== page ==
Long-Term Care Laundry: Brian Barfoot, St. Francis Health Center, Topeka, Kan.:
As I think about the daily activities I’ve faced during my experience as a manager of laundry/linen, I’ve come up with 11 tasks that need daily attention:
- Managing supervisors.
- Ensuring supervisors are managing their staff.
- Linen purchasing budget control.
- Laundry equipment budget control.
- Linen supply budget control.
- Linen inventory compliance.
- Infection control compliance.
- Par level compliance.
- Linen reject/discard inspections.
- Linen utilization committee management.
- Nurse/key contact relationships and meetings.
Let’s not forget to include the numerous interruptions to our day that can be difficult to quantify and that can extend what is already a very long workday.
There are numerous time management tools, programs and training opportunities available that are worth the expense and time to invest in. Finding what works for you is the key.
I developed a very simple, and for me, effective tool—my daily calendar. I load it up with appointments and tasks and keep it with me throughout the day. It’s one document and one reference that guides me through a very busy day.
Equipment Manufacturing: Gary Ostrum, G.A. Braun, Syracuse, N.Y.:
As a person who gets ribbed by colleagues and associates for still utilizing my trusty Day-Timer binder and pen in today’s world, this may be a “do as I say, not as I do” type of article, but let’s give it a whirl.
Maintain existing processes and programs. In my mind, this item is where many of us fall short. We put forth a great effort with our team to establish a viable program or process that benefits our operation, and then a year or two later, we are back where we started only because we failed to maintain the program. Whether in a safety, production, staff or management meeting, the objectives of such must be clear and the meetings held without fail. It is frustrating to have to take time to re-establish a program or process knowing that it would have been much easier and a greater benefit to one’s operation just to maintain it.
Measure everything and have a bar set for every measurement. Obviously, this data should be utilized in the maintenance of one’s programs and processes. The “laundry list” is endless—fill rates, rewash percentages, pounds per operator hour, pieces per operator hour, equipment downtime, sick days, tardiness, employee injuries, etc. The key thing is to have a process for reviewing all of one’s measurables—having the bar set to identify red-flag conditions and then a formal process of implementing an action plan to get the specific condition back on track.
As far as tools to help with these two items, I have found the Outlook e-mail program to be an indispensable tool in management of my tasks. From being able to schedule program/process meetings out as far in the future as I like, to giving myself daily reminders of tasks and obligations, Outlook has become something I use each and every day. My first statement noted my use of a manual-type personal work calendar as well, and for me the two work well together.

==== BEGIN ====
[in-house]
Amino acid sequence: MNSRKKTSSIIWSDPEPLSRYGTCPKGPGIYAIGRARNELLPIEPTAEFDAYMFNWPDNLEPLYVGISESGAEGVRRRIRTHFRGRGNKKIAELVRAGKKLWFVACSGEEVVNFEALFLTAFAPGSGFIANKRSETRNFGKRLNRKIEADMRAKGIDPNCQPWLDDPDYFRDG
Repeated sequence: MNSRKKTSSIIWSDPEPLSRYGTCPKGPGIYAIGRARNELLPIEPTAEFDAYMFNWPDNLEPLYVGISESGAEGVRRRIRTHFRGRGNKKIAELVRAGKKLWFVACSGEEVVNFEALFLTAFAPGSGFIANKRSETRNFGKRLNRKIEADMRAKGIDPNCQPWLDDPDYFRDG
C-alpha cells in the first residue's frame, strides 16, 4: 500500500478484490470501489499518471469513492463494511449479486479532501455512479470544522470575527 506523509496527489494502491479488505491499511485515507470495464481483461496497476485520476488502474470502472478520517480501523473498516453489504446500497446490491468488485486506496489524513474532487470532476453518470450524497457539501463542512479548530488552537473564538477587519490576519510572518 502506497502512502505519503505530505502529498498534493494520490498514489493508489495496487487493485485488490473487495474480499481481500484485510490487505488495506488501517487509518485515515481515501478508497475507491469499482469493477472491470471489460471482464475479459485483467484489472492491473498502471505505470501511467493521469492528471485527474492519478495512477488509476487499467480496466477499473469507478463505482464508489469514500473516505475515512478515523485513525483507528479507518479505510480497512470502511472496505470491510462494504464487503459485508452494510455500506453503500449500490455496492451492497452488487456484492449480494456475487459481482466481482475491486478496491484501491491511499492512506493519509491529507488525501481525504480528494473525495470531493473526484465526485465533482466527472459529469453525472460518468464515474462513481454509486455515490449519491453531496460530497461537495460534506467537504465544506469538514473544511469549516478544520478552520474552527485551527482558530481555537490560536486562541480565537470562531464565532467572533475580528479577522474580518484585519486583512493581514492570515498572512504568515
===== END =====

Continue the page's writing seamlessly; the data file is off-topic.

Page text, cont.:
Years ago, the time and effort it took to collect the data for everything one wanted to measure in their operation was probably the biggest obstacle in actually doing so. Today, employee time management starts when team members swipe their fingerprints into work, and route management takes place proactively, as one can now monitor an entire fleet in real time. The tools available for today’s managers to accomplish tasks and objectives are immensely powerful.
This creates the condition we all now face: The ability to do more each day comes with an expectation that more will be done. While the tools of today can allow us to accomplish more, my initial points become even more important. Nothing hinders our ability to move forward more than having to go back to the start of something again. So the old adages of “measure twice, cut once,” or “change the oil now instead of the engine later” apply more than ever.
Hotel/Motel/Resort Laundry: James Brewster, RLLD, The Resort at Glade Springs, Daniels, W.Va.:
A manager’s duties are never-ending, but there are ways to keep on track and keep things running smoothly.
One thing that I do is plan. Without a plan, nothing can be accomplished in a unified way. Make a list of things to do for the next day before leaving the evening before, so you have an idea of what will transpire the following day.
Next, set the plan into motion, delegate what needs to be delegated and let your staff handle accordingly. If you surround yourself with successful teammates, then you will be successful. Have them check in periodically throughout the day and then you can plan for some other things on the fly and possibly take care of an additional task.
The last thing to do is follow up. How many times have we heard that one? It is very important to follow up, whether it be with your associates, customers or vendors. You can gather constructive feedback and plan again for following up on that as well. To me, planning is one of the most essential functions of any manager or supervisor.
You can use various tools to help keep track of your operation, such as sign-in and sign-out sheets for time clock purposes and drivers’ logs for their drop-off and pick-up points, as well as times they stop and go. Excel spreadsheets are one of my favorite tools—there is so much you can do with them, and they make information easier to read and understand.
For the production side, you can use forms that track pieces and input on a data sheet for tracking and trends. Your equipment manufacturer may have counters and scales that can track production and give you snapshots throughout the day to see how production is going.
Everyone has his or her own way of managing, but these are just a few that I use to make my life and duties easier.
Check back tomorrow for the conclusion!